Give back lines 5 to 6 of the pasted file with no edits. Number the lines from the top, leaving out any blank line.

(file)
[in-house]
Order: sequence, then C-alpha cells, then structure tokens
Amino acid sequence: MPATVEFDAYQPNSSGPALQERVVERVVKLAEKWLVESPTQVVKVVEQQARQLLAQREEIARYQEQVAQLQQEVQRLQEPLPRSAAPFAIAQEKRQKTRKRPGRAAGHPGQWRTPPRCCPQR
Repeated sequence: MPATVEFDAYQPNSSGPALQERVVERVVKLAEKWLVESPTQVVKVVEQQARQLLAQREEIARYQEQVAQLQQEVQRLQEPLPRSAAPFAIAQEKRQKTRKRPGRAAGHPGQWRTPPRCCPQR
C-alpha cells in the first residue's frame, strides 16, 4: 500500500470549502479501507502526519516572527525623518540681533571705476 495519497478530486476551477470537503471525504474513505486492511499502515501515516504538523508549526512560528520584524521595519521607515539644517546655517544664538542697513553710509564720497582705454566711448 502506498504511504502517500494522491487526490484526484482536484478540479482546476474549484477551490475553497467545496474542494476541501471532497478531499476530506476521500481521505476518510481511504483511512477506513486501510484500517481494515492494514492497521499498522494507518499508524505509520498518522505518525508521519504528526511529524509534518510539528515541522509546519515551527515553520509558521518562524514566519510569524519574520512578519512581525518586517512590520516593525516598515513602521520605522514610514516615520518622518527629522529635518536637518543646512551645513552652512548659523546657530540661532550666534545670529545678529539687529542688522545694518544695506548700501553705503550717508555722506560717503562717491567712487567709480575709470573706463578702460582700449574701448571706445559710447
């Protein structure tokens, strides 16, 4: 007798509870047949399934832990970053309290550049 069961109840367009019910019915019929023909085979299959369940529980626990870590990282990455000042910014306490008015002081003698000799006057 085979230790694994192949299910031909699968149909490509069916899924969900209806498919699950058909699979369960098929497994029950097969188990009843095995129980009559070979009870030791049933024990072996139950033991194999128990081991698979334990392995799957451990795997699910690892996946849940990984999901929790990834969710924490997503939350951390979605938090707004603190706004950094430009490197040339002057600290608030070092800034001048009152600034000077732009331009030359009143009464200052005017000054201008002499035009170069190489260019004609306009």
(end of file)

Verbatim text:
C-alpha cells in the first residue's frame, strides 16, 4: 500500500470549502479501507502526519516572527525623518540681533571705476 495519497478530486476551477470537503471525504474513505486492511499502515501515516504538523508549526512560528520584524521595519521607515539644517546655517544664538542697513553710509564720497582705454566711448 502506498504511504502517500494522491487526490484526484482536484478540479482546476474549484477551490475553497467545496474542494476541501471532497478531499476530506476521500481521505476518510481511504483511512477506513486501510484500517481494515492494514492497521499498522494507518499508524505509520498518522505518525508521519504528526511529524509534518510539528515541522509546519515551527515553520509558521518562524514566519510569524519574520512578519512581525518586517512590520516593525516598515513602521520605522514610514516615520518622518527629522529635518536637518543646512551645513552652512548659523546657530540661532550666534545670529545678529539687529542688522545694518544695506548700501553705503550717508555722506560717503562717491567712487567709480575709470573706463578702460582700449574701448571706445559710447
């Protein structure tokens, strides 16, 4: 007798509870047949399934832990970053309290550049 069961109840367009019910019915019929023909085979299959369940529980626990870590990282990455000042910014306490008015002081003698000799006057 085979230790694994192949299910031909699968149909490509069916899924969900209806498919699950058909699979369960098929497994029950097969188990009843095995129980009559070979009870030791049933024990072996139950033991194999128990081991698979334990392995799957451990795997699910690892996946849940990984999901929790990834969710924490997503939350951390979605938090707004603190706004950094430009490197040339002057600290608030070092800034001048009152600034000077732009331009030359009143009464200052005017000054201008002499035009170069190489260019004609306009």